1. Nope, but I must be in a parallel universe. I’m getting the same flak! I’ve developed or managed tons of data-heavy projects and streamlined a lot of various little tasks along the way. At this company they’re just so resistant to it. They’d rather type numbers off a report (in Excel format) by hand into another application. That application is designed to accept uploads from an Excel spreadsheet, if you tweak the format a little, it takes FIVE MINUTES. Nobody seems interested in learning how, and even though I do it my way and offer to train others.

      2. Do it your way, but wait until you could have done it by hand to turn it in? If she doesn’t ask how you did it, I don’t see that you’re obligated to answer…and I’m guessing she doesn’t know enough about Excel to click in the relevant cells and look for formulas ;-).

        1. I do that sometimes 🙂 It’s why I’m commenting on blogs during work hours :/

          However she’s having me teach her the sum() formula… so oops. Now she knows.

    2. You two are scaring me. I knew these people existed, but in some sort of alternate universe.

  2. Bwa ha ha! I thought I was the only one with that manager that had the excel issues!

    I have decided that I really like the line “What would you like me to do?”. It makes the other person have to stop their complaining and actually give a solid answer of how they think I can fix the problem. If it’s a person who is not giving clear instructions to begin with, or they are not giving me the correct tools to do the job, I can counter with this and ask for the things I need to get the job done.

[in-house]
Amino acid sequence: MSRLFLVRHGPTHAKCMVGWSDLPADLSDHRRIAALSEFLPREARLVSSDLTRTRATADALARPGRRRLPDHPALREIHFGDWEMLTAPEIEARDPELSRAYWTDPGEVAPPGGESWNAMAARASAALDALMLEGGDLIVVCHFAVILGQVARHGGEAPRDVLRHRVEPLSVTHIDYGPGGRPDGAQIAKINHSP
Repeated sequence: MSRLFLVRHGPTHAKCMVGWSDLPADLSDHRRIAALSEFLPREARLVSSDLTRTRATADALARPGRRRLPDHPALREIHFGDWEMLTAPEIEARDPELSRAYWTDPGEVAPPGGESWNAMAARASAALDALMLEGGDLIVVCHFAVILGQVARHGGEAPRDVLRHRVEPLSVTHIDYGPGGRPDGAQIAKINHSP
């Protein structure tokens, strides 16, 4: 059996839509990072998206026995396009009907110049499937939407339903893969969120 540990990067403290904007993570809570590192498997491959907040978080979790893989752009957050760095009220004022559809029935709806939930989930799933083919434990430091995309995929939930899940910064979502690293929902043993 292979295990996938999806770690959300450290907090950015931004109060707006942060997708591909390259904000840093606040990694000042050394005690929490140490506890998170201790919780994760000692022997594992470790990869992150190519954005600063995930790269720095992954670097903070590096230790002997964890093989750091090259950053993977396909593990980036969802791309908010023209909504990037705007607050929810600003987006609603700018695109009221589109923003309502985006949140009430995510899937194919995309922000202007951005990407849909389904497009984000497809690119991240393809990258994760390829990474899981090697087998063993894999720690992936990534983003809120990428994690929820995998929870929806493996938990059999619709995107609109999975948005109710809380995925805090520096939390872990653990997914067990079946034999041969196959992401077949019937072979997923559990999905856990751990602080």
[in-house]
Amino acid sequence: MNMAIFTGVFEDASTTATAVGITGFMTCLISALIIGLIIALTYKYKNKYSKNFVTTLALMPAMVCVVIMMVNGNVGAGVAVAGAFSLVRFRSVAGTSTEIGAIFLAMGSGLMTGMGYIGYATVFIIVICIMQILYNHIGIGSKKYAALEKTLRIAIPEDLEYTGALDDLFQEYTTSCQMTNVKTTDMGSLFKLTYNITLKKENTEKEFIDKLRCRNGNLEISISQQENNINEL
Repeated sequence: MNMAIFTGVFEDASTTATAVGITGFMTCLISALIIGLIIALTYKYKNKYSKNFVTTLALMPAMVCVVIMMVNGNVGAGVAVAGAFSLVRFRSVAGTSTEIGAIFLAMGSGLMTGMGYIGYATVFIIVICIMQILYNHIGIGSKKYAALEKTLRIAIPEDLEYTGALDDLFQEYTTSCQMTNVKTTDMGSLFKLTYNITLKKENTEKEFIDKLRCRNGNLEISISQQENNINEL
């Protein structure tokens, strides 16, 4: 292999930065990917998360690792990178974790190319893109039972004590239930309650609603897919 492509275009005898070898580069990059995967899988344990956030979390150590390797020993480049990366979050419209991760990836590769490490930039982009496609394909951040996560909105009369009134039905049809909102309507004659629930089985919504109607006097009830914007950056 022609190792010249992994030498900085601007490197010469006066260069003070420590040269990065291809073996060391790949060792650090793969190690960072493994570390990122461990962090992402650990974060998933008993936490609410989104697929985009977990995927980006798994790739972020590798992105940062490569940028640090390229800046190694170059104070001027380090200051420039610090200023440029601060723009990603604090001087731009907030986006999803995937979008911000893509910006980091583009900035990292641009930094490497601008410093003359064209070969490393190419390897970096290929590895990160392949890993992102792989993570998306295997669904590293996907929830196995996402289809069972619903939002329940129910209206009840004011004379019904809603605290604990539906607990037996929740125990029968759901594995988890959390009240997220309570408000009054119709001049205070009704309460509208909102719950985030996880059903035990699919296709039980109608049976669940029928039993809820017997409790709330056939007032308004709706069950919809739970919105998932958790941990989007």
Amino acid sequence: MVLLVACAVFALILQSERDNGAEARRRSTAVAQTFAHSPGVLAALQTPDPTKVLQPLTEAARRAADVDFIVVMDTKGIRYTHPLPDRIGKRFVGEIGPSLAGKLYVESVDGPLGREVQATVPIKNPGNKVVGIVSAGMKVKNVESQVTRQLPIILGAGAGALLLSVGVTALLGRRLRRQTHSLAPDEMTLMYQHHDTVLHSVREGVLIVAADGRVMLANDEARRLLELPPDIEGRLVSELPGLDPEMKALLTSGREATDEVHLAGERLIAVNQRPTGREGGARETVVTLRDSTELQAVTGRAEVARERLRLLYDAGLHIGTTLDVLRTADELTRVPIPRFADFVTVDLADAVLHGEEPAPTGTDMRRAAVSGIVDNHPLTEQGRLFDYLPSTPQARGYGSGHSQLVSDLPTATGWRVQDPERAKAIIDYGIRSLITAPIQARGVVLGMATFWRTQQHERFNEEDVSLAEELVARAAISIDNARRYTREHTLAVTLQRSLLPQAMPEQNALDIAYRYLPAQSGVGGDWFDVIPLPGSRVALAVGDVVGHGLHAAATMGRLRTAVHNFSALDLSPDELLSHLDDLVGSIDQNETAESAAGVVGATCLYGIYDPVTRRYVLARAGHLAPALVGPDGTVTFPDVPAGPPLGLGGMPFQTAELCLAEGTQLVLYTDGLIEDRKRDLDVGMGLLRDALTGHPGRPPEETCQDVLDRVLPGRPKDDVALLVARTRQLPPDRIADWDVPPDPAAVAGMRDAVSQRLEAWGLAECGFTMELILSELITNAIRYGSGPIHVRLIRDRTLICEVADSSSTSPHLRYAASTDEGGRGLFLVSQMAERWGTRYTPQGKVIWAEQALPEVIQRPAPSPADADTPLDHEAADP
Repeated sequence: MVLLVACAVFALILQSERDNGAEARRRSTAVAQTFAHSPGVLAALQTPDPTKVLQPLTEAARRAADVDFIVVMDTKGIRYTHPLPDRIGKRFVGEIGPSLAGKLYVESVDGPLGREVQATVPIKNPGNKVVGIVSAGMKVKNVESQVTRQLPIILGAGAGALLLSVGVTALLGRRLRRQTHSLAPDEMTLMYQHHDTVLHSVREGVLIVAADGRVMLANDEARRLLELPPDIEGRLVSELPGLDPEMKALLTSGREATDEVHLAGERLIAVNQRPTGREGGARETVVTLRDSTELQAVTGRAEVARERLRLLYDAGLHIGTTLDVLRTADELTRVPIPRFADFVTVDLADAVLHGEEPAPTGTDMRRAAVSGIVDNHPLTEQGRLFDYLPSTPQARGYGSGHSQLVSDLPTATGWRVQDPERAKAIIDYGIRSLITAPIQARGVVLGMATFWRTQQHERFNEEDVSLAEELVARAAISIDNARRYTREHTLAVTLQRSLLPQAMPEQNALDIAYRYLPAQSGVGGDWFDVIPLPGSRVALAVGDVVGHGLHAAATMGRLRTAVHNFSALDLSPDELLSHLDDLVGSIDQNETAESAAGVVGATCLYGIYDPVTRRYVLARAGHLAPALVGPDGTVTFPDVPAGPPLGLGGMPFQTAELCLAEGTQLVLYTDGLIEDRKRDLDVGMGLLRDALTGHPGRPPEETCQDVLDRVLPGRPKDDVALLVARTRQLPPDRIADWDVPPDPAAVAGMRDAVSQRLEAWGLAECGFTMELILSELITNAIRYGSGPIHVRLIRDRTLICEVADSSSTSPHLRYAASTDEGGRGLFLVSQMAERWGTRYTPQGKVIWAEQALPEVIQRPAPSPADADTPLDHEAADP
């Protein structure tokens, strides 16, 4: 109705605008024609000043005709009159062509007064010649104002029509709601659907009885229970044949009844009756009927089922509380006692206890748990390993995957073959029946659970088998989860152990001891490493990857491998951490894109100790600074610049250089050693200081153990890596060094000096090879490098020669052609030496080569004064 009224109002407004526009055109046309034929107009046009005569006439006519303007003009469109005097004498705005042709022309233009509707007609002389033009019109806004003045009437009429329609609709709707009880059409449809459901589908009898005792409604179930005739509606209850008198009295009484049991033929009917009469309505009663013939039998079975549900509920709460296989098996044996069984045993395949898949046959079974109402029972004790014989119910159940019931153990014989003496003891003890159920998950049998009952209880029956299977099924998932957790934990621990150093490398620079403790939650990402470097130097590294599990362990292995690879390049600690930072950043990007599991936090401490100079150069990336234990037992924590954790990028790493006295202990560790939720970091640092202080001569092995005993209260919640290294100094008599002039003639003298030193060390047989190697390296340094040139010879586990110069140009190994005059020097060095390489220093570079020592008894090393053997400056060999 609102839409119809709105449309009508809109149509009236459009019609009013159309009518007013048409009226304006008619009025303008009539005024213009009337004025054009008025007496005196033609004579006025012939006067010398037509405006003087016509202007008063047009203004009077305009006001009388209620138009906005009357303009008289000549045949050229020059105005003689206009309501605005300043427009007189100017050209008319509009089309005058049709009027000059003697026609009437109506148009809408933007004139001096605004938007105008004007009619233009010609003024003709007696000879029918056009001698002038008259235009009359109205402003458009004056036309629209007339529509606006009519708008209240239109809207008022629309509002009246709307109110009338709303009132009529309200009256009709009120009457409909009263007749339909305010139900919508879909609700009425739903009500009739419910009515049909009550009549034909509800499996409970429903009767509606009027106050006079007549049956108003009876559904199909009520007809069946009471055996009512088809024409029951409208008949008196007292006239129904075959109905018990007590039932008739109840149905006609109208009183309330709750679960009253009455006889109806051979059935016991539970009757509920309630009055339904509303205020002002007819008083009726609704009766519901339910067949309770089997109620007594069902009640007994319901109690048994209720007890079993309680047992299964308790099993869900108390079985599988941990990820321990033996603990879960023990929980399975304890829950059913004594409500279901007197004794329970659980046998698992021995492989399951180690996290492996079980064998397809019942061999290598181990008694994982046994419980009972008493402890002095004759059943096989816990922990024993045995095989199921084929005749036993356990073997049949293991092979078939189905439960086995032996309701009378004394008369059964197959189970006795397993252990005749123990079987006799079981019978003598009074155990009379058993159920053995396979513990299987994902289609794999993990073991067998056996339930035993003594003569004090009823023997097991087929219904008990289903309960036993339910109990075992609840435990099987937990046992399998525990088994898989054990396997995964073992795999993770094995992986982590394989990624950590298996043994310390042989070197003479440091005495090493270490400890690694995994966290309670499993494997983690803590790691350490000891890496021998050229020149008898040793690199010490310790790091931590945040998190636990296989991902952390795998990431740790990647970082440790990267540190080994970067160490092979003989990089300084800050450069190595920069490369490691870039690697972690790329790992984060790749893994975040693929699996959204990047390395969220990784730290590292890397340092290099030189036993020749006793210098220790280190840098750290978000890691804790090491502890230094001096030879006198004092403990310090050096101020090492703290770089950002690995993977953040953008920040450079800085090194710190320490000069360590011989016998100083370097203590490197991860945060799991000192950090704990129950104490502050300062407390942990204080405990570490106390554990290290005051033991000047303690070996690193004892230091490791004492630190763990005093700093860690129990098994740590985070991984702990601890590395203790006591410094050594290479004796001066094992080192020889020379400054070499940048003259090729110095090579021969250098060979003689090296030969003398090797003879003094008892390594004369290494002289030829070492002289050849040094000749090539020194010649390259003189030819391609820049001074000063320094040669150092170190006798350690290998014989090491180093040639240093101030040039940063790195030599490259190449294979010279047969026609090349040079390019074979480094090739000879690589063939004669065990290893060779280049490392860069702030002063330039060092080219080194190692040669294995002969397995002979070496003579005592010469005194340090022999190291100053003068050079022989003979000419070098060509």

Sometimes it’s like a ‘reverse psychology’ where the other person can’t come up with an answer of what they actually want me to do about the issue and they realize that they are the only one who can fix it. Or they realize that they need help and ask for some.

    But sometimes, it’s really just a rant/vent and they end up saying “I don’t need you to do anything, I just needed to vent”.

    It even works on my kids! It’s amazing:)

    1. I use the “what would you like me to do” line all.the.time. It is magic. It stops people in their tracks. I use it with my kids. I use it with my husband. I use it with my clients. I use it with my letter writers. I use it with church people–I’m head of the children’s organization. (I had one mom complain that there weren’t enough girls her daughter’s age. I said, “what would you like me to do about that?” and she slunk off.)

    2. Most of the time this “what would you like me to do” line will work. However, that assumes that the person is overworked, not realizing that they aren’t being clear, is sane, etc.

      I currently have a couple of managers who will answer that question with a “you should know what I’m asking for” answer.

      They will then be little you if you say that you really don’t know. Sometimes they will answer you; but, after you do the work just as they asked for it is still wrong – not because they didn’t explain it clearly but, because (in their mind, at least) you are too stupid to understand simple instructions.

      The company has recently brought in a team (actually only 2 people) to help “train mangers to be managers.” It will be a long uphill struggle; but, at least it shows that someone higher up recognizes that there is a problem with managers not knowing how to manage.